Rants from the Relic

Pank Aches Have you ever heard the word “Tump”...

Have you ever heard the word “tump?” It’s used as a verb in parts of the country where I’ve lived -- a portmanteau combining “tip” and “dump.” “We canoed down the Waxa-Woo-Much River last weekend and tumped over in the rapids -- you know, the one just downstream of that tavern south of Kudzu Holler.”
The first time I heard it, the meaning was obvious from its sound and the context. I thought it was quaint and descriptive -- a cute neologism.
Tump. When I first heard it, I thought of similar word that, as far as I know, is unique to Ely. It may have been unique to the time when I grew up in our mining town. I don’t know if it’s still used. But, let’s return to the days of radio dramas, to six-volt car systems, to walking home for lunch on school days, riding our bikes to Germik’s Creek to catch brook trout, getting kicked out of the State Theater by Mrs Swanson for giggling too much, and to squeezing the little red pill to turn the lard into oleo.
It’s a warm spring day, let’s imagine it’s about mid-April. You and eight other kids who all live on a two-block stretch on the west side are out on the street and sidewalk and boulevard (you know, that thin strip of grass that lies under the ridge of snow all winter) watching snow melt quickly into the gutter. The sun’s rays easily penetrate the huge, still leafless maples, and the blacktop street absorbs the energy and accelerates the melting. Some of you shovel the remaining snow from the boulevard onto the street to speed the process. Others toss shovelfuls of heavy snow into the gutter and the temporary stream running toward the catch basin slows uphill of the pile you’re forming. More snow is added and a thick line of wet snow is formed. The dam grows taller and the kidmade pond grows deeper at the edge of the street. A couple of future engineers move upstream a few dozen feet and build a smaller dam there allowing the original dam to be heightened and widened without being topped. More dams farther upstream. More engineering skills on display. The original dam gets further raised and widened. Lake Conan is forming.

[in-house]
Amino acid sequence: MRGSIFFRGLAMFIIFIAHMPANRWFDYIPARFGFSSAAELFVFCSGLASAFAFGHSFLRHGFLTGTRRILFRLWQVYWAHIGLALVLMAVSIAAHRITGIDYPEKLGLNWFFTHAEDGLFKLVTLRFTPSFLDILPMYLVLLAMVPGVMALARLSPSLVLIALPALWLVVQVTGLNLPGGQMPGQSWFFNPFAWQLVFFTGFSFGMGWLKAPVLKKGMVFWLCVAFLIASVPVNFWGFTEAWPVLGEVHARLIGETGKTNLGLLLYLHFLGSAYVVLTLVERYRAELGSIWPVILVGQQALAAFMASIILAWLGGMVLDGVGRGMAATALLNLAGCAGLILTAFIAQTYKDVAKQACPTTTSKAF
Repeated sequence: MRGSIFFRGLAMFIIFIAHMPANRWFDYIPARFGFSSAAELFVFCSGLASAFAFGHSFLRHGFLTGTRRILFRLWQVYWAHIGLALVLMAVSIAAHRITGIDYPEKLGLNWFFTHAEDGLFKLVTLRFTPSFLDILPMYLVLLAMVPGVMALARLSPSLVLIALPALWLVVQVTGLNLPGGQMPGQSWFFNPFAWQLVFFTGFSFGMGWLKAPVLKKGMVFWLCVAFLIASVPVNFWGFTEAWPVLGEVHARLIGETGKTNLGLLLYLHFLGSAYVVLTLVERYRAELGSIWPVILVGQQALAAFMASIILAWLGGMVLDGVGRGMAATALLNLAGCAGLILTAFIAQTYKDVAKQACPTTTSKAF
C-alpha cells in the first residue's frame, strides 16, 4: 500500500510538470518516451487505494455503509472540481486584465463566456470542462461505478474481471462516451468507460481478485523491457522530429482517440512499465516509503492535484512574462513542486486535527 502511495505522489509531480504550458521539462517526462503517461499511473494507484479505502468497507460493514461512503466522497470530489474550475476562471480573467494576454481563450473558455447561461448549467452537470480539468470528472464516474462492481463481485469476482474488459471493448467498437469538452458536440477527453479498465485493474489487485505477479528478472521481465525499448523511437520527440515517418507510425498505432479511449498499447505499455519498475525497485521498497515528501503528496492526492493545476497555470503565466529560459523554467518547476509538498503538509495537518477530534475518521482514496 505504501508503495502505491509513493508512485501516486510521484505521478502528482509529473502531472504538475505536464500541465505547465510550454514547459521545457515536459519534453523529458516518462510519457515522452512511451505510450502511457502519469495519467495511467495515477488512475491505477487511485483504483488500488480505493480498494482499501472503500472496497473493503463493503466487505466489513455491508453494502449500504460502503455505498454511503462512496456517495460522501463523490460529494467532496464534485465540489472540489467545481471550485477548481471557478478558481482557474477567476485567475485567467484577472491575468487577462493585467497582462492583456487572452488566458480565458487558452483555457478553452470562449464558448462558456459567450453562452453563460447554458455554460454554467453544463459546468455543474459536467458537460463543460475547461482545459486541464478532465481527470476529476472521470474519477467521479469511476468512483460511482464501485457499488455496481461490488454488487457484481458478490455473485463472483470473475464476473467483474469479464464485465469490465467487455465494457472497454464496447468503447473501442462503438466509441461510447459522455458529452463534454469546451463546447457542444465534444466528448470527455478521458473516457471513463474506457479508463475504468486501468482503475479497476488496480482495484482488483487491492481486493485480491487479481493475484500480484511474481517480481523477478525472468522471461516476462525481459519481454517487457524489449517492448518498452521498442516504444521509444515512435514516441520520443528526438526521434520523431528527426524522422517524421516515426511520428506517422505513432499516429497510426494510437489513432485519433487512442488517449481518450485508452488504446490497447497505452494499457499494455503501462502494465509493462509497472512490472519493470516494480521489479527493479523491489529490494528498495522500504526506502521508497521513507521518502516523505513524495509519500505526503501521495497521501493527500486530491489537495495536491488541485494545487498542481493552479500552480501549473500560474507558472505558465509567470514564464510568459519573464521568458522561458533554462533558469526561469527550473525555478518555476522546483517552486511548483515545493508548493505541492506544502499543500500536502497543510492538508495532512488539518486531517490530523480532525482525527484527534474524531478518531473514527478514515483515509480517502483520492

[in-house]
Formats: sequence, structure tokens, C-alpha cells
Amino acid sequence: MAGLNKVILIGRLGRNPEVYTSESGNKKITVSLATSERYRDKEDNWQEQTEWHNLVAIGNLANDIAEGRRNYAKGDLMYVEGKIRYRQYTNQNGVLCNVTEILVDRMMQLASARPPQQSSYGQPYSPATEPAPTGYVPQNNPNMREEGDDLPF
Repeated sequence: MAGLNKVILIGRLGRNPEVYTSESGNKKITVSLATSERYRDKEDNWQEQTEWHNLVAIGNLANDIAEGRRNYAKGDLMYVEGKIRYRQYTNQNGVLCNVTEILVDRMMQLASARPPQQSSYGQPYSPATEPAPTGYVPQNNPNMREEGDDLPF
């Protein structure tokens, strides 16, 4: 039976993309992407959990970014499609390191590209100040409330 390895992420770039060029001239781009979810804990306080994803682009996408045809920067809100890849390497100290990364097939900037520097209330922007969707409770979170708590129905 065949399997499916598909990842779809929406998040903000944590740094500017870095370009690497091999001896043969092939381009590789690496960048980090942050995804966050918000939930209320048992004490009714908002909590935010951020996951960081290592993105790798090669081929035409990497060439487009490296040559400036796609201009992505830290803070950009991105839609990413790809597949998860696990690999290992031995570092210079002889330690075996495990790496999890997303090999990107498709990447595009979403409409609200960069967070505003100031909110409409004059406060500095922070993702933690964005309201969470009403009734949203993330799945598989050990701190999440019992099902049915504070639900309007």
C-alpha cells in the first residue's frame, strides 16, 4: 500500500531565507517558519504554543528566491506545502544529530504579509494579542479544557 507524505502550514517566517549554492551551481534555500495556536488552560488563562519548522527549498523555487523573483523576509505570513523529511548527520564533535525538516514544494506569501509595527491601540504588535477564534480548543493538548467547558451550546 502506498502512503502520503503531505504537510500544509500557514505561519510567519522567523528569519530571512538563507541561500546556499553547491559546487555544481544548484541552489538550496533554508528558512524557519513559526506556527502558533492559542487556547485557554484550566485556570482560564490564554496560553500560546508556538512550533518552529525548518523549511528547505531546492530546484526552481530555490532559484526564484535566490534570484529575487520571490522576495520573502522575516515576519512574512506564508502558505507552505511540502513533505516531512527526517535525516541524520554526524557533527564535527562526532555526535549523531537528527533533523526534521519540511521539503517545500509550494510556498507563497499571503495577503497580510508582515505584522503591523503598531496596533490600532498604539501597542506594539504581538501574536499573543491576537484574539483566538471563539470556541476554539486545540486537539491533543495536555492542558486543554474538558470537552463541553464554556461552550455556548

Then water is released from the upstream dams one at a time until the stream becomes a mini-torrent that slams into the original snow marvel. But, oh no!, the big dam -- the one you built at the cost of icy, wet socks inside your rubber boots -- can’t take the impact on top of the pressure -- and it fails. A rapidly-widening gap allows millions, well dozens, of gallons of snow melt water to rush through.
But you look and see that most of the dam remains. A meeting is convened and a remedy is planned. Re-build the upstream dams and when we’ve allowed Lake Conan to drain to just a trickle, we’ll rebuild it. We’ll be smarter this time. We’ll not only shovel plenty of snow, we’ll PANK it. And there it is. Pank it. We’ll spank the snow to pack it. That will compress the snow and our dam will restore Minnesota’s 14,381st lake.
Five iron ore stained red shovels smacking down on the snow dam hardened this blockade. And the lake re-formed -- deeper and wider by the minute. We all watch as the kid from up the street waded in setting up the challenge to this industrious and adventurous group of grade-schoolers -- until some crabby motorist, unappreciative of the engineering genius involved in our project, ran over the dam. It yielded -- despite the thorough panking -- and Lake Conan and our fun went down the drain -- literally.
I doubt that we were the first Ely kids to pank wet snow with the back of a shovel nor the first to call it “panking.” But by doing so, we were thereafter spared the tedious phrase “using the back of a shovel to compress snow through repeating impacts” each spring.
Admittedly, this activity is likely not found in the rest of the world and thus neither is the word. A shame. It would be cool to have our town known as the originator of such a fine word.